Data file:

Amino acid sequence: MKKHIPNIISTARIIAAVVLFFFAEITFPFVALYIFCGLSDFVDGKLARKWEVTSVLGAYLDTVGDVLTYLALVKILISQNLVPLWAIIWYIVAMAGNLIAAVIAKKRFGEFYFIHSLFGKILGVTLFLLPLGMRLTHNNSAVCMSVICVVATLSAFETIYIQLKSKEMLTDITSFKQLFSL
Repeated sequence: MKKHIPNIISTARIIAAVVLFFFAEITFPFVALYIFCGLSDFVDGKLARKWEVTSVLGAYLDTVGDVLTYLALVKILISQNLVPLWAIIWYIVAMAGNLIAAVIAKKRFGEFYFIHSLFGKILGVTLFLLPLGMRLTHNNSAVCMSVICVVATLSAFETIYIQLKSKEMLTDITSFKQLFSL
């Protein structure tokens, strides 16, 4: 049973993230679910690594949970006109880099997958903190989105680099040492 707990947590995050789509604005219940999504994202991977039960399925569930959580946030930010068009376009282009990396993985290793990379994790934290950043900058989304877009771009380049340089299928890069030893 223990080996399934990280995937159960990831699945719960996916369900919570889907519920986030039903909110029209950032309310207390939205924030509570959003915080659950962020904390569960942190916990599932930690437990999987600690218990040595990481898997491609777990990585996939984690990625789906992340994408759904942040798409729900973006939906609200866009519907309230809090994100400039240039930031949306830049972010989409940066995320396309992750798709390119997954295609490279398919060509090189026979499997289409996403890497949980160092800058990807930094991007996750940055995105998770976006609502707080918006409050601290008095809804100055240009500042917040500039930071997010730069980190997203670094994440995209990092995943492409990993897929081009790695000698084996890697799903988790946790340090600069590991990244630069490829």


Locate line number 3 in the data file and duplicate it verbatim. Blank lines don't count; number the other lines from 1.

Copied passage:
């Protein structure tokens, strides 16, 4: 049973993230679910690594949970006109880099997958903190989105680099040492 707990947590995050789509604005219940999504994202991977039960399925569930959580946030930010068009376009282009990396993985290793990379994790934290950043900058989304877009771009380049340089299928890069030893 223990080996399934990280995937159960990831699945719960996916369900919570889907519920986030039903909110029209950032309310207390939205924030509570959003915080659950962020904390569960942190916990599932930690437990999987600690218990040595990481898997491609777990990585996939984690990625789906992340994408759904942040798409729900973006939906609200866009519907309230809090994100400039240039930031949306830049972010989409940066995320396309992750798709390119997954295609490279398919060509090189026979499997289409996403890497949980160092800058990807930094991007996750940055995105998770976006609502707080918006409050601290008095809804100055240009500042917040500039930071997010730069980190997203670094994440995209990092995943492409990993897929081009790695000698084996890697799903988790946790340090600069590991990244630069490829």